The digital age has progressed massively over the last few years and with many of us using it to deal with our health, it is no wonder that it could be seen as something we will use to sort out some specific health problems.
Virtual consultations have become a bit of the norm since Covid hit us in 2019. According to Vitality, Dr Patchava said there will be an increasing blend of virtual and in-person healthcare now. Consumers want to access and convenience.
Of course, not everything can be done remotely which hopefully means that real-life doctor’s surgeries will still be used. Physical and digital care should coexist.
There are lots of new home testing techniques arising in the digital world including a new tech that enables remote diagnosis like TytoCare, which is a handheld kit and app that can check your heart, lungs and abdomen at home, with the results sent to a doctor.
Other amazing home testing kits include One Drop which allows people with diabetes to measure their own blood sugar levels, and AliveCor’s KardiaMobile device can identify heart-rhythm issues in 30 seconds.
Blood and genetic tests and cancer screening can also be done at home. A company called SKin Analytics allows dermatologists to identify conditions remotely, while Blue Box uses an algorithm to analyse uring to check for signs of breast cancer which is powered by artificial intelligence (AI).
Care Hub which launched last year, has become a reality for members of Vitality, with a digital journey to see a Vitality GP, get approval for care, and book appointments with specialists. Vitality also recently added a Premier Consultant Panel which is a group of doctors they have identified as having superior performance and available through their Care Hub. Vitality writes that the doctors on the panel have, on average, 20% shorter lengths of stays in the hospital and 35% lower re-admission to the hospital than other private consultants.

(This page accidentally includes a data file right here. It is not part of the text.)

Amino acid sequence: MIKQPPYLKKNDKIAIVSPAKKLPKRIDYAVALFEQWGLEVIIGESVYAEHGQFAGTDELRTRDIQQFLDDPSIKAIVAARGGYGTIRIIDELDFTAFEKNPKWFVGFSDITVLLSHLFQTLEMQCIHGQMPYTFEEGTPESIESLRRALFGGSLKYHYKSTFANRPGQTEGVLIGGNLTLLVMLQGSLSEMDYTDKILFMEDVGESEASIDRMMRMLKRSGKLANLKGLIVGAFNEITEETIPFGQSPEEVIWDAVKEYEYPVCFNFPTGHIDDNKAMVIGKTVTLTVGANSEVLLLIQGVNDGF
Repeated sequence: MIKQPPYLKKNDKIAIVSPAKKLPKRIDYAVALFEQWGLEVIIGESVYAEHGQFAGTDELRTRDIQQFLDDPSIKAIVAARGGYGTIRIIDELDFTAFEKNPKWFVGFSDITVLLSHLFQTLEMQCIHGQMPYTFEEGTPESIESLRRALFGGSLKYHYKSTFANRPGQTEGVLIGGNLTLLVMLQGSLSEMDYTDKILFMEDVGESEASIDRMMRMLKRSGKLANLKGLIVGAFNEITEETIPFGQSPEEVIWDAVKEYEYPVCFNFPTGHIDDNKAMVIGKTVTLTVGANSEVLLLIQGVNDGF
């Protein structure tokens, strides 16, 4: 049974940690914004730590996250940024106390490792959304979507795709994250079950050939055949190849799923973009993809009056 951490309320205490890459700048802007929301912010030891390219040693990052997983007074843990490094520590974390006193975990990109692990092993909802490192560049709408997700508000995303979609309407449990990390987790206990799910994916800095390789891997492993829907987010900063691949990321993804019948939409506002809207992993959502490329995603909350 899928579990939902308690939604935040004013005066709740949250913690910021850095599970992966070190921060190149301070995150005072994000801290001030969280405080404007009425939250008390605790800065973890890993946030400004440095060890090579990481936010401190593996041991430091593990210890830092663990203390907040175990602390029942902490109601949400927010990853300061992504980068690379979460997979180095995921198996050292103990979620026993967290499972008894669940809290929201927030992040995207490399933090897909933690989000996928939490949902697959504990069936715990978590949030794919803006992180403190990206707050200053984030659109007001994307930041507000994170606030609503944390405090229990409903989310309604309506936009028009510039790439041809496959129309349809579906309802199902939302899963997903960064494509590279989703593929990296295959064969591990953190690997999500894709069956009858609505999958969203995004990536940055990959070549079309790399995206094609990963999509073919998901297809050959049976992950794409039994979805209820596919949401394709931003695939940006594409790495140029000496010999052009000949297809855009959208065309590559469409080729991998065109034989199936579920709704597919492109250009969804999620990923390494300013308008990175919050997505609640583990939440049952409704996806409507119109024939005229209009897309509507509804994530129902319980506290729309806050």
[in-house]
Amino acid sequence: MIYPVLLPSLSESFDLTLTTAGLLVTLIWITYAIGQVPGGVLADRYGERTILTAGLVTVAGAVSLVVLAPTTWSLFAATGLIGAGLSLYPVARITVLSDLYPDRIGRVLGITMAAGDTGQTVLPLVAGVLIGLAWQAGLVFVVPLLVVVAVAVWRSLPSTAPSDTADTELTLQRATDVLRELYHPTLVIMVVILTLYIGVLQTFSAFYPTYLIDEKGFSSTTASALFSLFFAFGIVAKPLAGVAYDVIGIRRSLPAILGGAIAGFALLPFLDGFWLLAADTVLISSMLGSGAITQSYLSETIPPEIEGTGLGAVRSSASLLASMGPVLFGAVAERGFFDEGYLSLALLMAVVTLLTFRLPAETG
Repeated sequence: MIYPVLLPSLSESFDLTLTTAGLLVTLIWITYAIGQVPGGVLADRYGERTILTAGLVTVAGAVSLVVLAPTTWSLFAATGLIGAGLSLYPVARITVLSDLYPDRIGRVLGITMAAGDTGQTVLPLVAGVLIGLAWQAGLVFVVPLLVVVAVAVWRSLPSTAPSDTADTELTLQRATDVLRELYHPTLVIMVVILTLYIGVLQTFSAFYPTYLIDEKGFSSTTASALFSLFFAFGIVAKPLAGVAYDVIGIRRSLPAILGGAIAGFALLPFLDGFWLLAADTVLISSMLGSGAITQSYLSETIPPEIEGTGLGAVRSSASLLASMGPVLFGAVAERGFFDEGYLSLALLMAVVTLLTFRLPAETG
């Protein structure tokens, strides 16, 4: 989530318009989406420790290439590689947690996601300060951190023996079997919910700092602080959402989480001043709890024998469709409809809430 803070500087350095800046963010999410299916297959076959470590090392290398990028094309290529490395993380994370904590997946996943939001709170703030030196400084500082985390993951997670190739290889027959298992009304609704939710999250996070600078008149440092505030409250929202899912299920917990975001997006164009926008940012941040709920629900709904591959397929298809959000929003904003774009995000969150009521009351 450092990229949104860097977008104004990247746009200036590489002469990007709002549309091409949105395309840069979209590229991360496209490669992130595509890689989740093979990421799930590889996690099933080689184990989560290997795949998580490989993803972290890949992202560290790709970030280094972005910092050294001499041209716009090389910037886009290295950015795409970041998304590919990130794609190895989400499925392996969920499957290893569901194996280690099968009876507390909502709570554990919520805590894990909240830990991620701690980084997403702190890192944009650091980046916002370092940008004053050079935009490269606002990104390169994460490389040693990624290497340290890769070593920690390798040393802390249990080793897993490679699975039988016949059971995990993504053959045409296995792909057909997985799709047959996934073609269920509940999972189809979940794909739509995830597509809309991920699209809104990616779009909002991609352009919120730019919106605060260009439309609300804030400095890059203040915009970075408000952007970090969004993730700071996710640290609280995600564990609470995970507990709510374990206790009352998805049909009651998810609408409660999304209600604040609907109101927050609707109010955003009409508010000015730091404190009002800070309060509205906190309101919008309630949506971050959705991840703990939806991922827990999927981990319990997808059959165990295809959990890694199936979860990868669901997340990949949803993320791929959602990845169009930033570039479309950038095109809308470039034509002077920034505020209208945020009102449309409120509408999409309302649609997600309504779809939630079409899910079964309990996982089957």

Mental Health patients have also benefitted from the digital world with virtual reality therapeutics available where patients can “sit” on a therapist’s sofa from home, and can also replicate challenging situations. A pilot study at St. George’s Hospital in London found that when people were shown calming landscapes on VR headsets before and during operations, 94% felt more relaxed. And a US study found that VR helped reduce pain in childbirth.
Many of us rely on counting our steps every day and monitoring our sleep but with companies like Apple, Google, Microsoft and Samsung all looking at healthcare through wearable tech it wont be long before we can all deal with our own health.
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